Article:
Poverty, closing more than one gap with Siobhan Collingwood – PP213
11.26.2018 - By Pivotal Podcast
Siobhan has been headteacher of a Primary school in Morecambe, Lancashire for 14 years. Morecambe is a coastal town with pockets of extreme deprivation from which the school’s intake is drawn. The school has established outstanding Pastoral Support systems and makes excellent use of links with other agencies and sectors. Siobhan works as a member of the County LSCB on projects to improve multi-agency practice, and on her local mental health transformation plan steering group. She contributes articles for TES on mental health and educational issues and gave written and verbal evidence to the recent joint Education and Health Parliamentary Inquiry into the role of schools in promoting positive mental health for children and young people.
This week, Mike talks to Siobhan about her experiences of working in this environment and how the school she leads seeks to ‘close more than one gap’.
How does poverty affect your children and families?
Siobhan points out that you can’t get away from poverty – it pervades everything. She believes that the concept of ‘closing the gap’ is unhelpful because it appears to be suggesting that there’s only one gap. It’s as if the right intervention or support will suddenly ‘magic away’ all of the issues. There is a constant pressure from poverty and the gap widens all the time.
Siobhan mentions the children who have access to a cultural experience bank and social capital that others simply don’t access at all.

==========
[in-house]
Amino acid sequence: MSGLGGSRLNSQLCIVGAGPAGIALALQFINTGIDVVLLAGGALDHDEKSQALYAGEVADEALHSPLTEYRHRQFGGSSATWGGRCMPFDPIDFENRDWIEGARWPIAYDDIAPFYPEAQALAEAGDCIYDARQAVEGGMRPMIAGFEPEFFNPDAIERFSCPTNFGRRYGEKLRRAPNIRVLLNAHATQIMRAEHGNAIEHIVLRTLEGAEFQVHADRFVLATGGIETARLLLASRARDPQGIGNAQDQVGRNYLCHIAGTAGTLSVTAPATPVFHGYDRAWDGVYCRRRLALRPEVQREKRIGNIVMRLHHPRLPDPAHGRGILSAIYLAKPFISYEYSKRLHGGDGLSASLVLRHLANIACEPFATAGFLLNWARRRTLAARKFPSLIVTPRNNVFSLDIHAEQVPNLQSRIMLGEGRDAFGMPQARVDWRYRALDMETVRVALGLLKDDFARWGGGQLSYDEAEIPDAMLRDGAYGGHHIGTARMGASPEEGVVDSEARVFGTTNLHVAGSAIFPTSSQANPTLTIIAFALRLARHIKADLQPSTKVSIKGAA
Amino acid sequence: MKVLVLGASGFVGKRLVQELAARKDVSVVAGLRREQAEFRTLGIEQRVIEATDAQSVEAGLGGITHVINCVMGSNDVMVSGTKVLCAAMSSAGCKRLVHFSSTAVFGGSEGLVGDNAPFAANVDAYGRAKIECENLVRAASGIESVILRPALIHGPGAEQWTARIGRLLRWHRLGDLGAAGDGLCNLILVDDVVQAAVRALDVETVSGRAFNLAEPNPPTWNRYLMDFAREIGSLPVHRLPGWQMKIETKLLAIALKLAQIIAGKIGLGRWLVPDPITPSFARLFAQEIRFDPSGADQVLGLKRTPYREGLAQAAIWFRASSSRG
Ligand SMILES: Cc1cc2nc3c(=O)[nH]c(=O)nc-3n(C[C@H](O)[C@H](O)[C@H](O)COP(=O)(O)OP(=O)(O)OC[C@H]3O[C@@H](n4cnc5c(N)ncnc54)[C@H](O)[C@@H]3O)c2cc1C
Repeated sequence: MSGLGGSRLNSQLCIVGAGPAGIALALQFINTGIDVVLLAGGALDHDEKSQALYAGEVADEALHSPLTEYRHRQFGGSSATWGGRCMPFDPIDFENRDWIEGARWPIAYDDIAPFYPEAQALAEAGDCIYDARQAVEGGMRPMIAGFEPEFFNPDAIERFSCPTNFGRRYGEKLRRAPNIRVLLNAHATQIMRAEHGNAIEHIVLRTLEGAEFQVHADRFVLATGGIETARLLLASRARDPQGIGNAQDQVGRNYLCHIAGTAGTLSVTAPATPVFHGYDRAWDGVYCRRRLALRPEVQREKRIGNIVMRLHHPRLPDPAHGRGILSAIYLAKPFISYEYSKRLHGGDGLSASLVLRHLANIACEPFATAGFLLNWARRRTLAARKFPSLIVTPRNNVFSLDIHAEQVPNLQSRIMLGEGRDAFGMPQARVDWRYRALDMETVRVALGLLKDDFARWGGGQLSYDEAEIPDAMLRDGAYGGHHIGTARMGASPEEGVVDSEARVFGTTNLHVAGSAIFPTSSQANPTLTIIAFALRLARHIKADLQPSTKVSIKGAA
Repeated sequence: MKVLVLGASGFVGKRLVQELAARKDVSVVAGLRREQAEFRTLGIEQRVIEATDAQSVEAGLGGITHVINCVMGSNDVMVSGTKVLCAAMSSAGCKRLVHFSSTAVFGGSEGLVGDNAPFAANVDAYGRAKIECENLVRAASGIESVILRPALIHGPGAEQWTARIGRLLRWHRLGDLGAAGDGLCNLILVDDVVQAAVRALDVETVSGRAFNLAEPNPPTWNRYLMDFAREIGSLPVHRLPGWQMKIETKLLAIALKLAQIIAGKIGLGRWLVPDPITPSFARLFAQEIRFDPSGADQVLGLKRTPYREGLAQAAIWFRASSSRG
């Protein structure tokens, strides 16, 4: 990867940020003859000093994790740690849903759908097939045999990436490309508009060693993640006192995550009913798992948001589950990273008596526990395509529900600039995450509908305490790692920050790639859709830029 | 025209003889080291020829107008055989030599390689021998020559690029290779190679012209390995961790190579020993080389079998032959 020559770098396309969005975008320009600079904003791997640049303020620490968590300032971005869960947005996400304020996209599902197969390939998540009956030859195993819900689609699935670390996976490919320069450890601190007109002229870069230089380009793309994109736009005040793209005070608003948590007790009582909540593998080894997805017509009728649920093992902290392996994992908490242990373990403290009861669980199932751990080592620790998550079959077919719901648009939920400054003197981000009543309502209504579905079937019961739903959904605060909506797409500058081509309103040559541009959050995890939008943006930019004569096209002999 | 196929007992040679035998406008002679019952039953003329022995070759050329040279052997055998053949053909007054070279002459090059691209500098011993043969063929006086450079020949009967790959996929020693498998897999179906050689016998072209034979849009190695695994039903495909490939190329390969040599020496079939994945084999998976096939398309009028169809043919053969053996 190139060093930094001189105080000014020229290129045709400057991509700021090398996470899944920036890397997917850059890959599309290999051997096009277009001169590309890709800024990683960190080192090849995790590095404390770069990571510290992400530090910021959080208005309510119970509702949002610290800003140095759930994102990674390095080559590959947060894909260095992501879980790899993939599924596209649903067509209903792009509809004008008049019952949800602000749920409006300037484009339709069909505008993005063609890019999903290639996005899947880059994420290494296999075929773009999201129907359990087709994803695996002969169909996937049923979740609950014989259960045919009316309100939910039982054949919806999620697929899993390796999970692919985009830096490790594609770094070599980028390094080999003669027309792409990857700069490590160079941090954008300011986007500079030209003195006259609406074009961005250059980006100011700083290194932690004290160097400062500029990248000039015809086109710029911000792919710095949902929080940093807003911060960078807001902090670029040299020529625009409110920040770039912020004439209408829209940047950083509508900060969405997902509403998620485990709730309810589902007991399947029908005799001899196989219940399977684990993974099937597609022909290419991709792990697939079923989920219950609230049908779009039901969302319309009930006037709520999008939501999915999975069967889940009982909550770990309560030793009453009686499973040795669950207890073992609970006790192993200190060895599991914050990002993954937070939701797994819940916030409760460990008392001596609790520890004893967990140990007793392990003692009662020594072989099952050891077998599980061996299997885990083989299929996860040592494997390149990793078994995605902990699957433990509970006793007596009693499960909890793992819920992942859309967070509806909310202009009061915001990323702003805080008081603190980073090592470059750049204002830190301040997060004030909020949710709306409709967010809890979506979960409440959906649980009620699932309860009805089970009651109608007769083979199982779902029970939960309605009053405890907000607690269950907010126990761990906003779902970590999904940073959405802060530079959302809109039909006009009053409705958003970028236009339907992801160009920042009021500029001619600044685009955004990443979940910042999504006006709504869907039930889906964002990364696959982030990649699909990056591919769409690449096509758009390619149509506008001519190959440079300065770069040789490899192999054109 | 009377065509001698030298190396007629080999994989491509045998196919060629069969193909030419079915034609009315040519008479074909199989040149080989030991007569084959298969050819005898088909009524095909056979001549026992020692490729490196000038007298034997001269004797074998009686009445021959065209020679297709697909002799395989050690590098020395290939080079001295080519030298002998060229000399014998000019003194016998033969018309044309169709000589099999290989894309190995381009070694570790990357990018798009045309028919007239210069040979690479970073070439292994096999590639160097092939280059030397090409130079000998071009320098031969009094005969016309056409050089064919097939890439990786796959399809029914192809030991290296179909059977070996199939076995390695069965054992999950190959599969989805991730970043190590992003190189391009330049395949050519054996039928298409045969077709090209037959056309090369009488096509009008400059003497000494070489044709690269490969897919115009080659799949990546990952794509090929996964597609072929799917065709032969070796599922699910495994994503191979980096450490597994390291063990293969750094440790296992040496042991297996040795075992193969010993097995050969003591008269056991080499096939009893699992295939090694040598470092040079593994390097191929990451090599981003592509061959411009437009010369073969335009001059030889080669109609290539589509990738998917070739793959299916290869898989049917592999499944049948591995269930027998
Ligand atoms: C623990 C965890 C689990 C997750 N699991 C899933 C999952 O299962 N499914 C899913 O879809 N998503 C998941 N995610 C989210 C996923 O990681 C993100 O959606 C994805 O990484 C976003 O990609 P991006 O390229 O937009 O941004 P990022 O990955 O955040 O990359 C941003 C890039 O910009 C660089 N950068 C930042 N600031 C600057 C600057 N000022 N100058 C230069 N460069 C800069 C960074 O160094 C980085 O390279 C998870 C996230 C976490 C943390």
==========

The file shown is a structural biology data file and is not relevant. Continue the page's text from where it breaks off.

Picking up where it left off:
“…just going on walks with their parents and talking about the Autumn leaves – these are daily experiences our children don’t get…”
Their vocabulary is severely limited, their life experiences are limited, their ability to take turns and socialise with people is limited but on top of all this, they are hungry and tired, they may have lived with several adverse childhood experiences – all of these things add up to an absolute chasm for these children.
There is a growing group of in-work parents who are struggling financially, particularly because of the complex way benefits are worked out.
What can educational provisions do to help families who are living in poverty?
Siobhan believes we first and foremost have to have hope and optimism.
“The way out of poverty is through a high quality education.”
Siobhan’s school has a set of 5 values which she uses to help all the children. This means that when you visit her school, you will see happy children who are engaged by their teachers and their lessons.